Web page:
We walked for an hour and finally came to a small shop that rented out mopeds. I wasn’t about to drive one of those on my own because I’d never been on one before. Luckily, Marilyn was fully indoctrinated and was comfortable packing me on the back. We paid for the scooter rental and off we went to discover Ayutthaya.

To be honest, I probably lost a few years of my life being on the back of that moped. Marilyn was a good driver and there wasn’t too much traffic in Ayutthaya, but there’s just something very vulnerable about being on the back and letting all control fall into the hands of someone else. Perhaps it was a good lesson for me since I’m definitely a control freak in normal situations?

We visited several of the major sites within the ancient city including many interesting ruins and temples. Some of the sites were free, but most charged an entry fee. The temples we visited were open and active in Buddhist practices. We saw monks in their saffron-colored robes making offerings to their gods. Many visitors also participated in worship of some kind.

As the sun began to set, we quickly zipped back and returned the moped. Then we had to hurry and find a minivan back to Bangkok. People told us the last bus back left at 6 p.m., and we definitely didn’t want to miss it. After searching for a long time (with tuk tuk drivers still hovering around us), we finally found a minivan back to the city.

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Bangkok Bound Baby

After a month of puttering around in Bali, it was finally time to continue my travels. I was bound for Bangkok, baby! I know, I know . . . you immediately think of scenes from The Hangover Part 2. But, c’mon, really? How long have you been reading my blog?

When I arrived at Don Muang Airport, Marilyn met me at the Arrivals hall and we continued to our hostel together. She had traveled around Thailand for a few days ahead of me and would have so many interesting stories to tell. I couldn’t wait to see her again!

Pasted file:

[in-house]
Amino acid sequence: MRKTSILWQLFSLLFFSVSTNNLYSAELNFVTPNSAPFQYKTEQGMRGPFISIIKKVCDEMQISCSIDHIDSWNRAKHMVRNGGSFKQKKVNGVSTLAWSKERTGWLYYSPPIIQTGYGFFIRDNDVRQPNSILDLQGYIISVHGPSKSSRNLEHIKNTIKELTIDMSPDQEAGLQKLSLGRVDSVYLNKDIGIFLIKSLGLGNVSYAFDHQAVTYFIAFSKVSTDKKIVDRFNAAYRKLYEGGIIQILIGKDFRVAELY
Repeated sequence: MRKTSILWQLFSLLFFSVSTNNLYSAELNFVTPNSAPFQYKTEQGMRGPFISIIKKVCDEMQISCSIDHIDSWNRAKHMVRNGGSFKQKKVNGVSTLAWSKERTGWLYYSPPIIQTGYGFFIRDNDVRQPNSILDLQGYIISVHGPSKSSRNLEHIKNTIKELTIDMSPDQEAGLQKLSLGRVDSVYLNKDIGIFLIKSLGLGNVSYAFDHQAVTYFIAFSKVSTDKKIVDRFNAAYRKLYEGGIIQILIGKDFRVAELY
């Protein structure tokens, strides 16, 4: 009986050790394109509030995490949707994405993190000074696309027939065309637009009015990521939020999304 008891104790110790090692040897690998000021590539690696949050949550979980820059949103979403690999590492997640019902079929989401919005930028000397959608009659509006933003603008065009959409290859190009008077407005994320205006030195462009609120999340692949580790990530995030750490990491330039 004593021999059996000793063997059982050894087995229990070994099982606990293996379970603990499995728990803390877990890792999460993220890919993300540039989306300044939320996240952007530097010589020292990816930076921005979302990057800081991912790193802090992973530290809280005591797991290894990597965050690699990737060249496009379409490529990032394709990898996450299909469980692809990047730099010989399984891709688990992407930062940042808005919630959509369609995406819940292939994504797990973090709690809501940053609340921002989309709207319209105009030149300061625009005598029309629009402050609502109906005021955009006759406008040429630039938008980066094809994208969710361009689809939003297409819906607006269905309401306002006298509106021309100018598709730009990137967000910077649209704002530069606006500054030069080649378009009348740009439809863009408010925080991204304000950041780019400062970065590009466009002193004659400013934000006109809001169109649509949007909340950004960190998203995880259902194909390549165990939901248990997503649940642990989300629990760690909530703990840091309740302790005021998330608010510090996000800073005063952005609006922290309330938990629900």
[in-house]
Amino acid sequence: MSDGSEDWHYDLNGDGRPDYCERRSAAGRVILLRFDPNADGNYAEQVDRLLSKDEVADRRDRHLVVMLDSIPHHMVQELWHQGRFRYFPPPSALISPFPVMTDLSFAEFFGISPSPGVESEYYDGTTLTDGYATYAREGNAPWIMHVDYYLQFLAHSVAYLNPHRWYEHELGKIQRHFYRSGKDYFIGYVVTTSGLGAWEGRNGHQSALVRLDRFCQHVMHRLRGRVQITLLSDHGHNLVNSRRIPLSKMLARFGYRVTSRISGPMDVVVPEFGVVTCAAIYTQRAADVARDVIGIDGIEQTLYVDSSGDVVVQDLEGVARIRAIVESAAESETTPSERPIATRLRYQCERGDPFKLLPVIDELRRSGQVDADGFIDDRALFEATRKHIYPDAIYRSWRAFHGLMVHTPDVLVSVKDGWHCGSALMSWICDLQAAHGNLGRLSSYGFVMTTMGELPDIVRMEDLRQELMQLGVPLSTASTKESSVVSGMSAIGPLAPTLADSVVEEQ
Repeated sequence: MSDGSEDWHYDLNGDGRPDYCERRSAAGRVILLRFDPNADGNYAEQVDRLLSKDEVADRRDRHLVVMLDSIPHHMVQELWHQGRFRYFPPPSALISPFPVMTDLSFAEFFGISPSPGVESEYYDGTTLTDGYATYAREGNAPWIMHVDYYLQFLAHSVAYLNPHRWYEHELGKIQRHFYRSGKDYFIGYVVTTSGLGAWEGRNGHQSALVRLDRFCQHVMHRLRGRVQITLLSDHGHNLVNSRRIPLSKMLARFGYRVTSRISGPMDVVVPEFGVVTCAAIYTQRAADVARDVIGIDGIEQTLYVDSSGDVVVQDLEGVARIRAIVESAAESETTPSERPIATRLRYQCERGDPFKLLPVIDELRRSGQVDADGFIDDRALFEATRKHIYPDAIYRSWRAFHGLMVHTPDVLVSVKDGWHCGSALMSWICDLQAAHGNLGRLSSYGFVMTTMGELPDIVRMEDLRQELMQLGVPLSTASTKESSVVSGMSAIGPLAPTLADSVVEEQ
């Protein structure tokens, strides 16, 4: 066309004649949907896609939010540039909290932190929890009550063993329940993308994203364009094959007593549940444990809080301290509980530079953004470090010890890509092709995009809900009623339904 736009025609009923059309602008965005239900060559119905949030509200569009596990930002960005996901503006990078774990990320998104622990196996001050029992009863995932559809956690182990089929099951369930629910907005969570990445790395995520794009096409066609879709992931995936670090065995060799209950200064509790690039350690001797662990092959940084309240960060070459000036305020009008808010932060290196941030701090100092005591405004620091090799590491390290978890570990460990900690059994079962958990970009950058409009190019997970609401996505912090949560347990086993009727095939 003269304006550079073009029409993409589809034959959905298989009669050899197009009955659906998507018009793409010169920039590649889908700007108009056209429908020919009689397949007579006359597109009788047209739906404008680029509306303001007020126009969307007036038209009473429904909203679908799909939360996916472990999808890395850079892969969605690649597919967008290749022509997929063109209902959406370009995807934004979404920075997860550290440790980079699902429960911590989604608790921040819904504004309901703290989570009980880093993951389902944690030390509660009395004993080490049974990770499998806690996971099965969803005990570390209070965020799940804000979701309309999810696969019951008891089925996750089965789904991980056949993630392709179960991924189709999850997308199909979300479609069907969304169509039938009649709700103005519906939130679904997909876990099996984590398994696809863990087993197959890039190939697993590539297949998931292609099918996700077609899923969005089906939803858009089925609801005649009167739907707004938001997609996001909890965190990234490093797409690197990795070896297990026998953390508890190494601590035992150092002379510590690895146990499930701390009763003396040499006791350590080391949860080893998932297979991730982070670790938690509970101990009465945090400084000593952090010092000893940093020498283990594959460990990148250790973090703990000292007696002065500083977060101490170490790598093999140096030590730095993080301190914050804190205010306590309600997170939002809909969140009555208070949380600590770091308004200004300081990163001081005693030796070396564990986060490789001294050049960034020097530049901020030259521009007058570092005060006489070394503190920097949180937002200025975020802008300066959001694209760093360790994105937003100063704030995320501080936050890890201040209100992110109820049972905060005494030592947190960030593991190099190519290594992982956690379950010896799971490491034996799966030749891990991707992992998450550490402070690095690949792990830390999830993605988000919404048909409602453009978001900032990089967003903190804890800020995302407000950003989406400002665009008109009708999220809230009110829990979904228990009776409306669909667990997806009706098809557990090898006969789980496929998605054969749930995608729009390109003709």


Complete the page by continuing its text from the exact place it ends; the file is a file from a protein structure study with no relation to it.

At the Bangkok airport, I worried I wouldn’t see her if the crowd was anything like the one in Bali. Luckily, there weren’t as many people and taxi drivers surrounding the exit so I found her easily.

What helped me single her out from the crowd was the massive backpack she was toting. I nearly fell over laughing at how humongous it looked on her! Now, Marilyn isn’t a big girl. She’s petite and can’t weigh more than 110 pounds (less than 50 kgs), but I swear her pack had to be pushing 53 pounds (or about 24 kgs)! She even had a rolled up painting attached to the side.

Together we managed to get on the airport bus that would shuttle us to the nearest BTS station. The BTS or Skytrain is Bangkok’s mass transit system that efficiently and effectively moves people through town. It’s a wonderful and inexpensive way to travel within the city. It allows you to avoid all the taxi and tuk tuk drivers who constantly seek your business.

When we arrived at Mo Chit station on the Sukhumvit line, we bought our BTS tickets and hopped on the train. At Siam station, we transferred to the Silom line and road until the Wongwian Yai station. From here it was a short walk to our accommodation, U-Baan Guesthouse.

Joy operates U-baan Guesthouse and is really funny and sarcastic. She’s full of advice and her English is good. Her hostel is in a regular neighborhood, which gives you great insight into how locals live. Joy is also open and knowledgeable about many parts of Thailand. She’s familiar with backpackers and their interests so her suggestions are usually spot on. I’d definitely recommend her place if you’re passing through Bangkok.

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Filed under Accommodation, Thailand, Transportation